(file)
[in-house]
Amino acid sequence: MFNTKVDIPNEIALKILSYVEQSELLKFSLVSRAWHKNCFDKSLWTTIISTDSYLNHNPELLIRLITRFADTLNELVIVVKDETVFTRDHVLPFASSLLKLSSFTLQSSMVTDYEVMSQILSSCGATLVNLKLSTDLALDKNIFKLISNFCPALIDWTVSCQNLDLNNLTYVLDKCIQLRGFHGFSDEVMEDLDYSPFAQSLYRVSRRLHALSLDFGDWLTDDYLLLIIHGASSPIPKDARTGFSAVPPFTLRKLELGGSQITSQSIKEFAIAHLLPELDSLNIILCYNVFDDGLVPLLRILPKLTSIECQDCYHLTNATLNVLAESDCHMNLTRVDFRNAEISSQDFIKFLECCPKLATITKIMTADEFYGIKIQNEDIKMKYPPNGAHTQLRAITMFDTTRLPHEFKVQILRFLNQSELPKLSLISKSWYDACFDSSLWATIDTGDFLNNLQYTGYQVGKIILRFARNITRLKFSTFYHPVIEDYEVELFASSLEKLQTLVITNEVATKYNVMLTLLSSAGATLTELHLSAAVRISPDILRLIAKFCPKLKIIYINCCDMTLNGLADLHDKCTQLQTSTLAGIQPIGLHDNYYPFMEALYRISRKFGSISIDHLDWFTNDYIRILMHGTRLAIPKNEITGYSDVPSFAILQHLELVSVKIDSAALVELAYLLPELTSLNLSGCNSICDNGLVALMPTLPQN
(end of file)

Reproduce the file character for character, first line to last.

[in-house]
Amino acid sequence: MFNTKVDIPNEIALKILSYVEQSELLKFSLVSRAWHKNCFDKSLWTTIISTDSYLNHNPELLIRLITRFADTLNELVIVVKDETVFTRDHVLPFASSLLKLSSFTLQSSMVTDYEVMSQILSSCGATLVNLKLSTDLALDKNIFKLISNFCPALIDWTVSCQNLDLNNLTYVLDKCIQLRGFHGFSDEVMEDLDYSPFAQSLYRVSRRLHALSLDFGDWLTDDYLLLIIHGASSPIPKDARTGFSAVPPFTLRKLELGGSQITSQSIKEFAIAHLLPELDSLNIILCYNVFDDGLVPLLRILPKLTSIECQDCYHLTNATLNVLAESDCHMNLTRVDFRNAEISSQDFIKFLECCPKLATITKIMTADEFYGIKIQNEDIKMKYPPNGAHTQLRAITMFDTTRLPHEFKVQILRFLNQSELPKLSLISKSWYDACFDSSLWATIDTGDFLNNLQYTGYQVGKIILRFARNITRLKFSTFYHPVIEDYEVELFASSLEKLQTLVITNEVATKYNVMLTLLSSAGATLTELHLSAAVRISPDILRLIAKFCPKLKIIYINCCDMTLNGLADLHDKCTQLQTSTLAGIQPIGLHDNYYPFMEALYRISRKFGSISIDHLDWFTNDYIRILMHGTRLAIPKNEITGYSDVPSFAILQHLELVSVKIDSAALVELAYLLPELTSLNLSGCNSICDNGLVALMPTLPQN